Curator: Implementing purge routines on your Elasticsearch cluster


Hi, dear readers! Welcome to my blog. On this post, we will learn how to use the Curator project to create purge routines on a Elasticsearch cluster.

When we have a cluster crunching logs and other data types from our systems, it is necessary to configure process that manages this data, doing actions like purges and backups. For this purpose, the Curator project comes in handy.

Curator is a Python tool, that allows several types of actions. On this post, we will focus on 2 actions, purge and backup. To install Curator, we can use pip, like the command bellow:

sudo pip install elasticsearch-curator

Once installed, let’s begin preparing our cluster to make the backups, by a backup repository. A backup repository is a Elasticsearch feature, that process backups and save them on a persistent store. On this case, we will configure the backups to be stored on a Amazon S3 bucket. First, let’s install AWS Cloud plugin for Elasticsearch, by running the following command on each of the cluster’s nodes:

bin/plugin install cloud-aws

And before we restart our nodes, we configure the AWS credentials for the cluster to connect to AWS, by configuring them on the elasticsearch.yml file:

    access_key: <access key>
    secret_key: <secret key>

Finally, let’s configure our backup repository, using Elasticsearch REST API:

PUT /_snapshot/elasticsearch_backups
 “type”: “s3”,
 “settings”: {
 “bucket”: “elastic-bckup”,
 “region”: “us-east-1”

On the command above, we created a new backup repository, called “elasticsearch-backups”, also defining the bucket where the backups will be created. With our repository created, let’s create our YAMLs to configure Curator.

The first YAML is “curator-config.yml”, where we configure details such as the cluster address. A configuration example could be as follows:

    — localhost
  port: 9200
  use_ssl: False
  ssl_no_validate: False
  timeout: 240
  master_only: False
  loglevel: INFO
  logformat: default
  blacklist: [‘elasticsearch’, ‘urllib3’]

The other YAML is “curator-action.yml”, where we configure a action list to be executed by Curator. On the example, we have indexes of data from Twitter, with the prefix “twitter”, where we first create a backup from indexes that are more then 2 days old and after the backup, we purge the data:

   action: snapshot
   description: >-
     Make backups of indices older then 2 days.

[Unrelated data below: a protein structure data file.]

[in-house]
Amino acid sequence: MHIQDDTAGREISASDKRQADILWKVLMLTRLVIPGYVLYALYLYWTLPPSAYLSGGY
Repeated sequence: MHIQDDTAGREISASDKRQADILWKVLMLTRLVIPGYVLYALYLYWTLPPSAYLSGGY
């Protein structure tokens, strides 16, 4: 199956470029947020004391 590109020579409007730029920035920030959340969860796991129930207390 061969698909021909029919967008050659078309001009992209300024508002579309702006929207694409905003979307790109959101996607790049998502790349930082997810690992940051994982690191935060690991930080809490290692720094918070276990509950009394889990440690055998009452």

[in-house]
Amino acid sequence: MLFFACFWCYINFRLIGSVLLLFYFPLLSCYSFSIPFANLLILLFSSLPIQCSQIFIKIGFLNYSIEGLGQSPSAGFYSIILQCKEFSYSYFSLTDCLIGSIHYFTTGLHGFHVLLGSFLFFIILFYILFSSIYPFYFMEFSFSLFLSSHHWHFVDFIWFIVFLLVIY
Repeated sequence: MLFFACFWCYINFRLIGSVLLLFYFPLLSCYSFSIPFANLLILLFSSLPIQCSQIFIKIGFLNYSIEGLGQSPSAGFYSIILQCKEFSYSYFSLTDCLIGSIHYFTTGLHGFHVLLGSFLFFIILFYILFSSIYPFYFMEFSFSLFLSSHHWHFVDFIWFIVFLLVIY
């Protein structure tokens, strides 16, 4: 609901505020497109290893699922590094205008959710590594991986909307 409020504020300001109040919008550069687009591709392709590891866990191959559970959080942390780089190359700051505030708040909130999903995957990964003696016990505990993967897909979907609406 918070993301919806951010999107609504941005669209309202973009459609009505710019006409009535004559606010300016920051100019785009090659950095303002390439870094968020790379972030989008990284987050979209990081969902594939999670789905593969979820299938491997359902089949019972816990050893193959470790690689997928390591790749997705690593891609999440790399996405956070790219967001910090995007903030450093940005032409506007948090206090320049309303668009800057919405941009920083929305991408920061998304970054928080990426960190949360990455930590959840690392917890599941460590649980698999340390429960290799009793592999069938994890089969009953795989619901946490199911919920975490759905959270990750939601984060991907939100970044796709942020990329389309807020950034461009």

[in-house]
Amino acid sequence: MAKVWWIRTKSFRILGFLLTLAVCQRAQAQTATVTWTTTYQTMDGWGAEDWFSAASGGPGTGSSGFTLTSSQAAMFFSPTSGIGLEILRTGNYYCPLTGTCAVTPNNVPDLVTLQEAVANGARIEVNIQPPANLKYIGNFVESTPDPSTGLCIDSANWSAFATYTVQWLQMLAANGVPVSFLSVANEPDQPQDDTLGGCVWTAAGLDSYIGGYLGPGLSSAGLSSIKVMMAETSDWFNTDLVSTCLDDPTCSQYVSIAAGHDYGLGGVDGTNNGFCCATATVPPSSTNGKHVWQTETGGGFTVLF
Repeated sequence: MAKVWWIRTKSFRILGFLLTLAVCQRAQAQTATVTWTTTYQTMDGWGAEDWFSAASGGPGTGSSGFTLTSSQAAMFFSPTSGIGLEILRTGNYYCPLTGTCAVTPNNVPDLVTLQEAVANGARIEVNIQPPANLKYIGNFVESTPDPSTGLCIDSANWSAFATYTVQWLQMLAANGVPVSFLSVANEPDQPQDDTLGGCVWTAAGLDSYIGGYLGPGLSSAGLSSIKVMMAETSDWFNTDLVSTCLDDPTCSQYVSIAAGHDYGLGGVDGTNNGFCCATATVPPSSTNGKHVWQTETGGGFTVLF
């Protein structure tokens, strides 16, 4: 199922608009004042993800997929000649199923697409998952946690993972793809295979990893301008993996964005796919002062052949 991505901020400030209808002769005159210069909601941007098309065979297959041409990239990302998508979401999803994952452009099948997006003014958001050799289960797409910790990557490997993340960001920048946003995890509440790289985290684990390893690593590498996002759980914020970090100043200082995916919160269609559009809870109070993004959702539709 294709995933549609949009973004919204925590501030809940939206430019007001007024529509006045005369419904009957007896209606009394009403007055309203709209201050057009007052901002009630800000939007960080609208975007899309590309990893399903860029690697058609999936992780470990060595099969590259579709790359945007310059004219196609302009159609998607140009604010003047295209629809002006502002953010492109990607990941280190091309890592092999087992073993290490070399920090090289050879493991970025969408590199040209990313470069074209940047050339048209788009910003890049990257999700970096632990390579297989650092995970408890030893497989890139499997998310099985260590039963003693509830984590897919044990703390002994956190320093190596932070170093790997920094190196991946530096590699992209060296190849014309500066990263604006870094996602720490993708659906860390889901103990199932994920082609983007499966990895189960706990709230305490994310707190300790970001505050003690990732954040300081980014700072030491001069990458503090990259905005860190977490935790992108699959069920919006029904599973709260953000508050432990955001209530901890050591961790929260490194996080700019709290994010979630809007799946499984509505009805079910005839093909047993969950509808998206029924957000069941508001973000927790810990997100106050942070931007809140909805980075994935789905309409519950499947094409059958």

repository: elasticsearch_backups
     name: twitter-%Y.%m.%d
     ignore_unavailable: False
     include_global_state: True
     partial: False
     wait_for_completion: True
     skip_repo_fs_check: False
     continue_if_exception: False
     disable_action: False
   — filtertype: age
     source: creation_date
     direction: older
     unit: days
     unit_count: 2
    action: delete_indices
    description: >-
      Delete indices older than 2 days (based on index name).
      ignore_empty_list: True
      continue_if_exception: False
      disable_action: False
    — filtertype: pattern
      kind: prefix
      value: twitter-
    — filtertype: age
      source: name
      direction: older
      timestring: ‘%Y.%m.%d’
      unit: days
      unit_count: 2

With the YAMLs configured, we can execute Curator, with the following command:

curator — config curator-config.yml curator-action.yml

The command will generate a log from the actions performed, showing that our configurations were a success:

2016–08–27 16:14:36,576 INFO Action #1: snapshot
2016–08–27 16:14:40,814 INFO Creating snapshot “twitter-2016.08.27” from indices: [u’twitter-2016.08.14', u’twitter-2016.08.25']
2016–08–27 16:15:34,725 INFO Snapshot twitter-2016.08.27 successfully completed.
2016–08–27 16:15:34,725 INFO Action #1: completed
2016–08–27 16:15:34,725 INFO Action #2: delete_indices
2016–08–27 16:15:34,769 INFO Deleting selected indices: [u’twitter-2016.08.14', u’twitter-2016.08.25']
2016–08–27 16:15:34,769 INFO — -deleting index twitter-2016.08.14
2016–08–27 16:15:34,769 INFO — -deleting index twitter-2016.08.25
2016–08–27 16:15:34,860 INFO Action #2: completed
2016–08–27 16:15:34,861 INFO Job completed.

That’s it! Now it is just schedule this script to execute from time to time – once per day, for example – and we will have automated backups and purges.

Thank you for following me on this post, until next time.


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